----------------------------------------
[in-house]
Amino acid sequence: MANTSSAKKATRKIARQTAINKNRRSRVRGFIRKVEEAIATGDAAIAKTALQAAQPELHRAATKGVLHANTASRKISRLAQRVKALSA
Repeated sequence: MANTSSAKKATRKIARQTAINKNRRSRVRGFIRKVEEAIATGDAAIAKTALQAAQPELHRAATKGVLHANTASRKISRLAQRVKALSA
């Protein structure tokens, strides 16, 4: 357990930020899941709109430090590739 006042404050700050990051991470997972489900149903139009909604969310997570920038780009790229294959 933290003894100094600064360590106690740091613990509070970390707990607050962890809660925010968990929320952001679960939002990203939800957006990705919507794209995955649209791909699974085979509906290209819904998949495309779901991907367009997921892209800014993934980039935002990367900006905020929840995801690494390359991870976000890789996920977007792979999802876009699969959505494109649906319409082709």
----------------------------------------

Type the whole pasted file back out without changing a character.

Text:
[in-house]
Amino acid sequence: MANTSSAKKATRKIARQTAINKNRRSRVRGFIRKVEEAIATGDAAIAKTALQAAQPELHRAATKGVLHANTASRKISRLAQRVKALSA
Repeated sequence: MANTSSAKKATRKIARQTAINKNRRSRVRGFIRKVEEAIATGDAAIAKTALQAAQPELHRAATKGVLHANTASRKISRLAQRVKALSA
């Protein structure tokens, strides 16, 4: 357990930020899941709109430090590739 006042404050700050990051991470997972489900149903139009909604969310997570920038780009790229294959 933290003894100094600064360590106690740091613990509070970390707990607050962890809660925010968990929320952001679960939002990203939800957006990705919507794209995955649209791909699974085979509906290209819904998949495309779901991907367009997921892209800014993934980039935002990367900006905020929840995801690494390359991870976000890789996920977007792979999802876009699969959505494109649906319409082709």